But instead of focusing on Lilly or the judge who suppressed the documents, the Campaign says, it will educate the public about off-label prescribing and what consumers can do to protect themselves against unwittingly taking Zyprexa, or other drugs, without knowledge of the side effects or that the drugs are not approved for their condition.
"We are convinced that the way to solve this problem is to work the demand side of the market," Dr Tefft said. "We are going directly to consumers and encouraging them to know what they are taking."
To that end, a Zyprexa radio series, hosted by Dr Dominick Riccio, Chairman of the Campaign, and Dr Laurence Simon, provides information to consumers about the drug. The official web site for the Campaign is http://justsayknow.kpncradio.com
This group has a lofty goal because the off-label sale of Zyprexa has literally been unstoppable so far. Throughout years of litigation, while settling out of court with an estimated 26,000 Zyprexa victims, Lilly has been successful in keeping the company's off-label marketing schemes sealed under the ruse that they contain trade secrets and confidential information.
Mr Gottstein obtained the documents from Dr David Egilman, who had discovered that Lilly had failed to disclose Zyprexa's link to rapid weight gain, high blood sugar levels, and diabetes, while he was serving as an expert witness in the underlying litigation.
It's likely that Dr Egilman also knew that by settling the second batch of Zyprexa lawsuits out of court, that Lilly planned to go right on concealing the information.
The men had every reason to believe that the off-label prescribing would continue because even after paying over $1 billion in settlements, Zyprexa was still Lilly's top-selling product with sales of more than $4 billion in 2006.
The story behind Rebecca Riley's death, gives a clear picture of how blatant the off-label marketing scams have become. After she died, investigators discovered that her 2 siblings, ages 6 and 11, were also fed the same 3 drug cocktail every day and that the parents were on psychiatric medications as well.
Which means, if not for the disruption by Rebecca's untimely death, this family represented five steady customers for the "mental health industry," with 100% of the costs for doctor's visits and prescriptions paid for by public health care programs.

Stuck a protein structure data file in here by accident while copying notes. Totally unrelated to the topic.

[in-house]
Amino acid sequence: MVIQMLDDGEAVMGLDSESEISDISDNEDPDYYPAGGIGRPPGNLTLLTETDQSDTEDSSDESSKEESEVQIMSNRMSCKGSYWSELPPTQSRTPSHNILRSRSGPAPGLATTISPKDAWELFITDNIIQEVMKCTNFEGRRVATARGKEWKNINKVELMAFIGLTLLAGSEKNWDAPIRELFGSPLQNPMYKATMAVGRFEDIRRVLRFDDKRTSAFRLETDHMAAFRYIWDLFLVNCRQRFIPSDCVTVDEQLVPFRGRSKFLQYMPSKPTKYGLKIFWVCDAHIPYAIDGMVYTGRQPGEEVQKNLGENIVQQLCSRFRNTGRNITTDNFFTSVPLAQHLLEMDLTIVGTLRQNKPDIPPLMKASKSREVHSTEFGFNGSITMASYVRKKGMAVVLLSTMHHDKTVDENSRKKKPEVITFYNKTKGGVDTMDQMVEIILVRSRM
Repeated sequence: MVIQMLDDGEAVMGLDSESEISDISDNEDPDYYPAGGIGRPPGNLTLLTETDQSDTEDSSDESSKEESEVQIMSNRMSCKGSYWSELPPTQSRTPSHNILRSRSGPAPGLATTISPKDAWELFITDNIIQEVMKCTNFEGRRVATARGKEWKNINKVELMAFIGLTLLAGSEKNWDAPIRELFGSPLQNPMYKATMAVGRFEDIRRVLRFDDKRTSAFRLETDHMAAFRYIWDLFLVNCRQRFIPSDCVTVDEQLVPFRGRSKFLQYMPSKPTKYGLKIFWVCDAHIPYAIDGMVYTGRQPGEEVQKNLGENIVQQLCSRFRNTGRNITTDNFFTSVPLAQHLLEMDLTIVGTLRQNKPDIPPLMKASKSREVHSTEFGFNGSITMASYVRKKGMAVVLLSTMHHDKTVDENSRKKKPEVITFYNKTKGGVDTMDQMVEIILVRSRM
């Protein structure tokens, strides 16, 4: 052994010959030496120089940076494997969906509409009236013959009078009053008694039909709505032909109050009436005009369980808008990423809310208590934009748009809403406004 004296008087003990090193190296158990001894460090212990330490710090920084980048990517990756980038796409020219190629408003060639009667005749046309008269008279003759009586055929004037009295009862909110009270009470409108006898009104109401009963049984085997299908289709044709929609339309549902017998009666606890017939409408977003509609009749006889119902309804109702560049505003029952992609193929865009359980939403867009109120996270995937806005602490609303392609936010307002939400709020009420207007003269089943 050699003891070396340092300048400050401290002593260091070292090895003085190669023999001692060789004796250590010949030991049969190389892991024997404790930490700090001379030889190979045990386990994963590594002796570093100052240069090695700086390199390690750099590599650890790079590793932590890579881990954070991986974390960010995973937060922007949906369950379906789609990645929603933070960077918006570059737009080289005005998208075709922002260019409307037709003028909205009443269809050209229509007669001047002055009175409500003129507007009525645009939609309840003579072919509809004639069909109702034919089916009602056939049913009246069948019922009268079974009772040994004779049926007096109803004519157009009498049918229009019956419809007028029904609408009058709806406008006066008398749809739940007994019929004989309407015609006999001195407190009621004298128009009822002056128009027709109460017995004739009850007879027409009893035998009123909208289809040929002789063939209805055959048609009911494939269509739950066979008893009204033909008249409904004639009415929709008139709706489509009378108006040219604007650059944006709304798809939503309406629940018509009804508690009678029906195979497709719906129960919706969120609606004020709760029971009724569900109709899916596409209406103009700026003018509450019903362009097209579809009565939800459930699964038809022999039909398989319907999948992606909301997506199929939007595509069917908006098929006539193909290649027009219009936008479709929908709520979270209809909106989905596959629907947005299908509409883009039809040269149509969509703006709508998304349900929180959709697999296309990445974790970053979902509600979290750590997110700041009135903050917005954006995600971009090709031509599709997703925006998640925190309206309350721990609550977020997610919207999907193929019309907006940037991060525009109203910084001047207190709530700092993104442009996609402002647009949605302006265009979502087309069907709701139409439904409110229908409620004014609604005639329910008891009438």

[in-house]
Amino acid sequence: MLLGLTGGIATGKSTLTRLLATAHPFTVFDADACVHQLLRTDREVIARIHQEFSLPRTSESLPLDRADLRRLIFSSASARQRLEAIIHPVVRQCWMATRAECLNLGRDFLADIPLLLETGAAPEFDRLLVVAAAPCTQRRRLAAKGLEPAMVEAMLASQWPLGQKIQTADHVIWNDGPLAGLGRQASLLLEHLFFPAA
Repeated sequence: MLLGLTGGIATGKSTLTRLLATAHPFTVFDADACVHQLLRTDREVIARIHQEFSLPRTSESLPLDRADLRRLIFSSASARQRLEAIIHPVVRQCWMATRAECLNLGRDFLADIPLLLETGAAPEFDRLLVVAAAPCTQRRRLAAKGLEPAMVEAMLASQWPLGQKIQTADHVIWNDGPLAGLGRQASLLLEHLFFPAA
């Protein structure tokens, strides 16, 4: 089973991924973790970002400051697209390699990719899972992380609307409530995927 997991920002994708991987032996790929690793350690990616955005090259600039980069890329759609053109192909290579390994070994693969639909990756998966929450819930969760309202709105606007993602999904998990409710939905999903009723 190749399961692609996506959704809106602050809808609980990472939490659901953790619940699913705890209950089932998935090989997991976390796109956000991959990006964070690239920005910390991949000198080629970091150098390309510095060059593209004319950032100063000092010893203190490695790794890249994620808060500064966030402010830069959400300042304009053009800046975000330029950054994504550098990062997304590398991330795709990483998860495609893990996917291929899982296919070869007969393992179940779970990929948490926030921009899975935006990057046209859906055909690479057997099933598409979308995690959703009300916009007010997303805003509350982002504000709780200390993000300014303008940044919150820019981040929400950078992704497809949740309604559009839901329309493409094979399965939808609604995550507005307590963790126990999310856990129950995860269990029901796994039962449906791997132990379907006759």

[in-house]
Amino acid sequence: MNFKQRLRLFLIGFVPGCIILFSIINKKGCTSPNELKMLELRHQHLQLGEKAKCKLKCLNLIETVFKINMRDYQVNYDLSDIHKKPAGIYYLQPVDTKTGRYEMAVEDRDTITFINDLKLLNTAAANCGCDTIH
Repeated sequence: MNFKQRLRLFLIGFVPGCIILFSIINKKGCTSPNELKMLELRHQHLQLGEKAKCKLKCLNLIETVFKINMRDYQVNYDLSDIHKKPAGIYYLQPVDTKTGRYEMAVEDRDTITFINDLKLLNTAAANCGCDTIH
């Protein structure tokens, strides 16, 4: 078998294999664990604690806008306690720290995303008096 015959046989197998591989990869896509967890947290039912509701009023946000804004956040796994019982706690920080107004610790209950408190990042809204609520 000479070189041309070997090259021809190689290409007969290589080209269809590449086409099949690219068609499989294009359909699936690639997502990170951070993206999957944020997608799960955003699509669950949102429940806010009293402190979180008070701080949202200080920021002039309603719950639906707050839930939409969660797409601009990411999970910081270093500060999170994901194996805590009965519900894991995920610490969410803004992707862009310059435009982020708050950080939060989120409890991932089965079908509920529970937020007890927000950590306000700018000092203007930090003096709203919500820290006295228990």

Psychotropic drug expert, Dr Ann Blake Tracy, Director, International Coalition for Drug Awareness, and author of "Prozac: Panacea or Pandora?," says, "this is what is referred to as the "Family Discount," when everyone in the family is drugged."
And this is the type of tragedy she worries about, Dr Tracy says. "The parents unable to function, the children acting up and unable to function - all due to the effects of the drugs."
She states that she would not be surprised to learn that the mother was on psychiatric drugs while she carried Rebecca which also may have caused problems for the child.
One of the world's leading experts pharmacology experts, former Secretary of the British Association for Psychopharmacology, Dr David Healy, also maintains that there is no justification for giving these drugs a 2-year-old and "certainly not for the combinations mentioned here," he states.
Testing a 2-year-old for these mental disorders, he says, can not be done.
Rebecca's parents have been charged with first-degree murder for the overdose death of a child, but many legal experts and advocacy groups say the main perpetrator is still on the loose. That being the psychiatrist with the prescription pad, Dr Kayoko Kifuji of Tufts-New England Medical Center, who diagnosed these kids with bipolar disorder and ADHD, and prescribed the drugs for all 3 children.
Attorney, Ted Chabasinski, who works on cases involving psychiatric drugs, says he is shocked that the parents are charged with the death, "while the psychiatrist who prescribed the drugs that killed her will probably never be held accountable."
"The prosecutor makes much of the fact that the parents gave drugs to their daughter that were not approved for use in children," he points out, "but it is the doctor, not the parents, who is responsible for that."
Mr Chabasinski says the drug company executives, and the psychiatrists who collude with them, are criminally responsible for Rebecca's death. "This is an example," he states, "of how the drug industry and the psychiatric profession are out of control."
Houston Attorney, Andy Vickery, has been representing persons harmed by psychiatric drugs for many years and he also finds this story "appalling."